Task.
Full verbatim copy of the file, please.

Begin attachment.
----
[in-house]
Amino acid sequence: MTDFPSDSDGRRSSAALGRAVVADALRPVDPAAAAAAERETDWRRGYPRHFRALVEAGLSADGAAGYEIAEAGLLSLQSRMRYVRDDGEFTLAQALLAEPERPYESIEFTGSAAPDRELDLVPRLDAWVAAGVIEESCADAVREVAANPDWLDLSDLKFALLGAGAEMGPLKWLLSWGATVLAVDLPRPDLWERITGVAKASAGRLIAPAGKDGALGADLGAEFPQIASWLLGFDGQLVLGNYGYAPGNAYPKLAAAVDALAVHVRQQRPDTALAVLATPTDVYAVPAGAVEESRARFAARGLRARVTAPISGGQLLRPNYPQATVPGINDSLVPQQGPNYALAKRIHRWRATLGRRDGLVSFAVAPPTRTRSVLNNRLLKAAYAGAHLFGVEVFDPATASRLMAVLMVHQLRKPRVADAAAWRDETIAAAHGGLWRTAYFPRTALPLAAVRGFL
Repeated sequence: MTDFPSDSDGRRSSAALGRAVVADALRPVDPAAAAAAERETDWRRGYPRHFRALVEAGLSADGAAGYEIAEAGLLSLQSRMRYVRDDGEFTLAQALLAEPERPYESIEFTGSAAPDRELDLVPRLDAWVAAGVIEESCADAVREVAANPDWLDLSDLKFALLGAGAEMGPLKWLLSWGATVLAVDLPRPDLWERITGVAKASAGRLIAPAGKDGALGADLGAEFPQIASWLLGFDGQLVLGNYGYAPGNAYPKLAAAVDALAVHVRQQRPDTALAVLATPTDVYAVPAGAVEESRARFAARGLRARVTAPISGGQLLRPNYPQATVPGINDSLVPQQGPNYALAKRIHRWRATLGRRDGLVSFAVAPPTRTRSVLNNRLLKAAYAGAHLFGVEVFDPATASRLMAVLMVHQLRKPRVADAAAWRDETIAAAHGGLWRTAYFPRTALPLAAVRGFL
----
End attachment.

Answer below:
[in-house]
Amino acid sequence: MTDFPSDSDGRRSSAALGRAVVADALRPVDPAAAAAAERETDWRRGYPRHFRALVEAGLSADGAAGYEIAEAGLLSLQSRMRYVRDDGEFTLAQALLAEPERPYESIEFTGSAAPDRELDLVPRLDAWVAAGVIEESCADAVREVAANPDWLDLSDLKFALLGAGAEMGPLKWLLSWGATVLAVDLPRPDLWERITGVAKASAGRLIAPAGKDGALGADLGAEFPQIASWLLGFDGQLVLGNYGYAPGNAYPKLAAAVDALAVHVRQQRPDTALAVLATPTDVYAVPAGAVEESRARFAARGLRARVTAPISGGQLLRPNYPQATVPGINDSLVPQQGPNYALAKRIHRWRATLGRRDGLVSFAVAPPTRTRSVLNNRLLKAAYAGAHLFGVEVFDPATASRLMAVLMVHQLRKPRVADAAAWRDETIAAAHGGLWRTAYFPRTALPLAAVRGFL
Repeated sequence: MTDFPSDSDGRRSSAALGRAVVADALRPVDPAAAAAAERETDWRRGYPRHFRALVEAGLSADGAAGYEIAEAGLLSLQSRMRYVRDDGEFTLAQALLAEPERPYESIEFTGSAAPDRELDLVPRLDAWVAAGVIEESCADAVREVAANPDWLDLSDLKFALLGAGAEMGPLKWLLSWGATVLAVDLPRPDLWERITGVAKASAGRLIAPAGKDGALGADLGAEFPQIASWLLGFDGQLVLGNYGYAPGNAYPKLAAAVDALAVHVRQQRPDTALAVLATPTDVYAVPAGAVEESRARFAARGLRARVTAPISGGQLLRPNYPQATVPGINDSLVPQQGPNYALAKRIHRWRATLGRRDGLVSFAVAPPTRTRSVLNNRLLKAAYAGAHLFGVEVFDPATASRLMAVLMVHQLRKPRVADAAAWRDETIAAAHGGLWRTAYFPRTALPLAAVRGFL